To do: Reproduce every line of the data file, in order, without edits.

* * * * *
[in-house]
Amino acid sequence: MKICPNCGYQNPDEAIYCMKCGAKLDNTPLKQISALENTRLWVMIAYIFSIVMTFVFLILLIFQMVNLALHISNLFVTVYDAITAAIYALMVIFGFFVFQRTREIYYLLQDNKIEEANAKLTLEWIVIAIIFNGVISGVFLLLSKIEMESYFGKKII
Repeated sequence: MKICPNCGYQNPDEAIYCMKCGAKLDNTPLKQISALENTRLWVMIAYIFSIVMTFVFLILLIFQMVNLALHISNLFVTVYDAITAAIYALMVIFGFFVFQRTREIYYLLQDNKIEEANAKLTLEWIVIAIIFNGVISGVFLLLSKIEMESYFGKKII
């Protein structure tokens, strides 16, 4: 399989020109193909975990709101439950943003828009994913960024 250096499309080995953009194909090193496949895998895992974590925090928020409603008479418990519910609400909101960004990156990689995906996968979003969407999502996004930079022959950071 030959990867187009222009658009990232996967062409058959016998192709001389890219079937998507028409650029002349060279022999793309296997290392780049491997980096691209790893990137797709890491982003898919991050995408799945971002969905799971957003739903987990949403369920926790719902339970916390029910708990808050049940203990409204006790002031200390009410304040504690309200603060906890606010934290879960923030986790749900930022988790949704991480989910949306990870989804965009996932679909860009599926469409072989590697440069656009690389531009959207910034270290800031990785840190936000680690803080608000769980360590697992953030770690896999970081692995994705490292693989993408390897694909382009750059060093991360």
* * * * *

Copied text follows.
[in-house]
Amino acid sequence: MKICPNCGYQNPDEAIYCMKCGAKLDNTPLKQISALENTRLWVMIAYIFSIVMTFVFLILLIFQMVNLALHISNLFVTVYDAITAAIYALMVIFGFFVFQRTREIYYLLQDNKIEEANAKLTLEWIVIAIIFNGVISGVFLLLSKIEMESYFGKKII
Repeated sequence: MKICPNCGYQNPDEAIYCMKCGAKLDNTPLKQISALENTRLWVMIAYIFSIVMTFVFLILLIFQMVNLALHISNLFVTVYDAITAAIYALMVIFGFFVFQRTREIYYLLQDNKIEEANAKLTLEWIVIAIIFNGVISGVFLLLSKIEMESYFGKKII
């Protein structure tokens, strides 16, 4: 399989020109193909975990709101439950943003828009994913960024 250096499309080995953009194909090193496949895998895992974590925090928020409603008479418990519910609400909101960004990156990689995906996968979003969407999502996004930079022959950071 030959990867187009222009658009990232996967062409058959016998192709001389890219079937998507028409650029002349060279022999793309296997290392780049491997980096691209790893990137797709890491982003898919991050995408799945971002969905799971957003739903987990949403369920926790719902339970916390029910708990808050049940203990409204006790002031200390009410304040504690309200603060906890606010934290879960923030986790749900930022988790949704991480989910949306990870989804965009996932679909860009599926469409072989590697440069656009690389531009959207910034270290800031990785840190936000680690803080608000769980360590697992953030770690896999970081692995994705490292693989993408390897694909382009750059060093991360």